For the next topic in my cyber security series, I’d like to touch on how to recognize secure websites.  Before you put any of your personal information into any website, you should make sure the site is secure.  The first thing you’ll look for is whether the site is using ‘http’ or ‘https’.

Huh?

Let’s explore…

HTTP stands for HyperText Transfer Protocol.  This is the communications protocol used to connect to Web servers on the Internet.  It can also be used for connections to local servers on an Intranet.  HTTP is what allows you to establish a connection with a server and retrieve HTML pages back to your browser (Chrome, Internet Explorer, Firefox, etc.).

HTTPS stands for HyperText Transfer Protocol Secure.  HTTPS does the same thing as HTTP but it also adds a layer of security.   The security is applied to the data being transmitted (from the Web server to your browser, or from your browser to the Web server).

With HTTP, every packet of data transmitted between the Web server and the end user is in ‘plain-text’ format.  This means if a hacker were to intercept the transmission they could readily read the data being transmitted.   If you’re on a check-out page of a website and it’s using HTTP, your personal information (such as name, address, phone number, and credit card number) is being transmitted in this ‘plain-text’ format.  That’s not a good thing.

Using either SSL (Secure Socket Layer) or TLS (Transport Layer Security) methods, HTTPS will encrypt every packet of data being transferred between the Web server and the end user.   What this means is even if your connection from your computer to the Web server were to be compromised, the data is not going to be in a “readable” to the attacker.

Think of it this way.  You live in Pennsylvania and you have a friend in California.  You want to send this friend a letter to tell them a secret, but you’re concerned that someone may intercept it.  If your letter was intercepted by a fiendish-type person, they could read your letter and learn of your secret.

To prevent this, you and your friend both acquire secret decoder rings so you can communicate using an encryption code.   When you write your letter, you replace every character in the letter with a different one according to the ring’s code.  For example, the word “hello” may be shown as “ifmmp”.  This is a simple encryption that shifts every letter in a word to the next letter in the alphabet.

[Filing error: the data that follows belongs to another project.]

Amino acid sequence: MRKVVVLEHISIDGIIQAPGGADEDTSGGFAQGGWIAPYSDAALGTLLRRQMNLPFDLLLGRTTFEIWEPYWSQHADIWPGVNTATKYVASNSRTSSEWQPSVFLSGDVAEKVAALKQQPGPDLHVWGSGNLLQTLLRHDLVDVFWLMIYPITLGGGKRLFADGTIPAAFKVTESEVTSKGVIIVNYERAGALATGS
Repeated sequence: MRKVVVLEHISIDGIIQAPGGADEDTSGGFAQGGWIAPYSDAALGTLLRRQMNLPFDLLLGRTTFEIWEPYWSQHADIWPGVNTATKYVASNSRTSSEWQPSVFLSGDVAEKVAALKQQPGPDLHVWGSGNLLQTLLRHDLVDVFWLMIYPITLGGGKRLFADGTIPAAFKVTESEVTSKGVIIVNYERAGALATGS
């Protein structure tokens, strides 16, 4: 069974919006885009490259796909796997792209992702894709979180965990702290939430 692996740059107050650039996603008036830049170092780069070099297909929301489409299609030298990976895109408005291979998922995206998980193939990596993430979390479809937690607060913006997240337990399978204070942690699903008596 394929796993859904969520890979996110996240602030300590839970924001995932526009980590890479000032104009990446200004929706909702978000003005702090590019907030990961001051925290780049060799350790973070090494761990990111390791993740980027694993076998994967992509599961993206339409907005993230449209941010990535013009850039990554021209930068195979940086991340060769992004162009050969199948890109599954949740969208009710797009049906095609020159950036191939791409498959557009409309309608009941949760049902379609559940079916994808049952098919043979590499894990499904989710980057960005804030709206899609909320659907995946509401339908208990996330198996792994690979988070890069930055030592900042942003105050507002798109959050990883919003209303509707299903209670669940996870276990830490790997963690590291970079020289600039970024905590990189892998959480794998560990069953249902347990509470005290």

Having completed your letter you drop it into a mailbox.  When your friend receives the letter, they use their decoder ring to transfer every character back to the intended character (“ifmmp” is translated back to “hello”).   Your friend is now able to read the letter and they are elated to learn that you’ve won the lottery and will be sharing some of the winnings with them.

Had someone broken into your friend’s mailbox and taken the encrypted letter, they would not have been able to read the message.  Without the secret decoder ring, they would have just seen words like “ifmmp” which would mean nothing to them.

This is a very simplistic example of what HTTPS is doing with data moving between the Web server and the end user.   In reality, instead of a secret decoder ring, the encryption methods are based on very complex and algorithms.

Now that you know why HTTPS is important, especially on websites (or pages) where you want to transact business or provide personal information, let’s take a look at how to recognize whether HTTPS is being used.

Here’s where it gets a little tricky.

There are a number of web browsers to choose from when you surf the Web – Chrome, Internet Explorer, Firefox, Safari, Microsoft Edge, and Opera just to name a few.   Each browser, and each version of the browser may identify secure websites a bit differently.   However, every browser and every version should give you some visual indication that you are on a secure site.

Above are three examples (top to bottom: Chrome-67, Internet Explorer-11, and Firefox-61) of browsers and how they when visiting a secure site:

  • Chrome: This version does not show you the “https” in the URL, but it does have a small lock icon and displays the word secure
  • Internet Explorer: This version displays the “https” in the URL as well as a lock icon
  • Firefox: This version displays the “https” in the URL as well as a lock icon

In all three of these examples, clicking on lock icon will provide you with additional information.

As you can see, each of these browsers has identified https://google.com as a secure website that uses encryption.

Whichever browser or version of browser you are using, be sure you know how to identify that HTTPS is being used and never put your personal information into a site that does not use it.